1. Empathy and an apology - how well they perceived the quality of the interaction between them and the staff member, and how much they felt cared for as a customer. In most instances customers reported that “all they were waiting for was to hear a simple apology”.

The three sided triangle of complaints handling

These customers felt the insurer ought to balance these needs in equal measure. Like a three-sided triangle, the insurer needed to demonstrate ownership of the process, show empathy and provide an appropriate outcome they ended up with an unhappy customer to build trust and increase satisfaction.

Our research seems to be supported by external studies that show that it is the combination of the apology (emotion) and compensation (outcome) which can increase customer satisfaction by up to 74% (Ref: The Carey School of Business).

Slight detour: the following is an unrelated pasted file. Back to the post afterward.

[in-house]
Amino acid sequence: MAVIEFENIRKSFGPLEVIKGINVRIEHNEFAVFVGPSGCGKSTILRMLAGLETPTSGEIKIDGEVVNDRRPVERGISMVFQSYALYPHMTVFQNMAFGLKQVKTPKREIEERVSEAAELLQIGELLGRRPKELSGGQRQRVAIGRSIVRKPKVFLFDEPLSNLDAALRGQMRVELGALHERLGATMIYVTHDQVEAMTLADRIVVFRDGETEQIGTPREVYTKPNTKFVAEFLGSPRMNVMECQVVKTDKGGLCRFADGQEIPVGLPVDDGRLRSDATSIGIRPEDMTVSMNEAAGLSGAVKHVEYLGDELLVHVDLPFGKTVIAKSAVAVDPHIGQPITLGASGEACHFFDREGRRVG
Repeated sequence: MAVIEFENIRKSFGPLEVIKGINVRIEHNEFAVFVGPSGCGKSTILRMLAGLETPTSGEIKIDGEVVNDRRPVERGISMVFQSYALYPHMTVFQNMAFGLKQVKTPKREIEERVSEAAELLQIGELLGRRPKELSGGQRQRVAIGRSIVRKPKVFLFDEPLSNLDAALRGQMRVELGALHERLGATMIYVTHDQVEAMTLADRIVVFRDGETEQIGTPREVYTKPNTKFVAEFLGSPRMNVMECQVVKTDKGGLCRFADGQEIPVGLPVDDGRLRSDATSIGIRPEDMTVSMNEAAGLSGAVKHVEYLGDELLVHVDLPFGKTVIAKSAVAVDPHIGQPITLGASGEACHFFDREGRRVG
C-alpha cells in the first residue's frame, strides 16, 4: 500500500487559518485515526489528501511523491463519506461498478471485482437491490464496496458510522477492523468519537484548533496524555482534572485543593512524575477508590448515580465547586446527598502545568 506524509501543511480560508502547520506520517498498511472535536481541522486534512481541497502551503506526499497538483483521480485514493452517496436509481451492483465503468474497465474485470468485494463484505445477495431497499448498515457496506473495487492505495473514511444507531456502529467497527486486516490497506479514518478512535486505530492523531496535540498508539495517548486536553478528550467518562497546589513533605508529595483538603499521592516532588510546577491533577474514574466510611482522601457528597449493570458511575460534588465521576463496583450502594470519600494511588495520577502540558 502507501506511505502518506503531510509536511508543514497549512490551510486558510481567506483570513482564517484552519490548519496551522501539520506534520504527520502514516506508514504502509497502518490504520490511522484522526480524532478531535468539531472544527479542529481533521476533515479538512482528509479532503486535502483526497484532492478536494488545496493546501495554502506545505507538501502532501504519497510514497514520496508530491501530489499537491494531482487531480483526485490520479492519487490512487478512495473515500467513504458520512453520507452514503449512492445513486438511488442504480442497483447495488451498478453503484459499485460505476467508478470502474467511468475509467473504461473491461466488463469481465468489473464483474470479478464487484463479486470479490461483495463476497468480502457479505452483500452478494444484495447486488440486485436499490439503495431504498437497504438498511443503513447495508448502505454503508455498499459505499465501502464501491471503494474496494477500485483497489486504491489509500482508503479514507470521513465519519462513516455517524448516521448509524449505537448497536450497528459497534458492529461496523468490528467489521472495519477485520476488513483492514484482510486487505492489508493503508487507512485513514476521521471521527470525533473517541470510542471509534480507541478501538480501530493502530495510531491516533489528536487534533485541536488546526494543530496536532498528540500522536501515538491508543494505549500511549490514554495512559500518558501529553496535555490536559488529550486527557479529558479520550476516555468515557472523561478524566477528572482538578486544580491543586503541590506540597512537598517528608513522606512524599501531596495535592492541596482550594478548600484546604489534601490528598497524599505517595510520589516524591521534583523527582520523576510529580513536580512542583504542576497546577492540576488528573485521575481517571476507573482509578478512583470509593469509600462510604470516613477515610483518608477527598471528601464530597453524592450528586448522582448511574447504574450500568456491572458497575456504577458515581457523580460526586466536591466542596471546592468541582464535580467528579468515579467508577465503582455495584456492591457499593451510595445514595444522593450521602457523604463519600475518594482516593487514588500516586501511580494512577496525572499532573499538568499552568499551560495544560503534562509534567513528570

Getting the right combination of these things when handling a complaint requires good judgement and that is why it is difficult for companies to consistently embed into a single process. However there are some underlying principles that seem to be consistent across companies that do manage complaints successfully.

Empowerment at the front line

How many times have you begrudgingly called a customer service hotline only to be told they don’t have a solution right now and they’ll call you back? How many times have you then had to follow up again and again and again? Disempowerment is frustrating for customers and expensive for companies.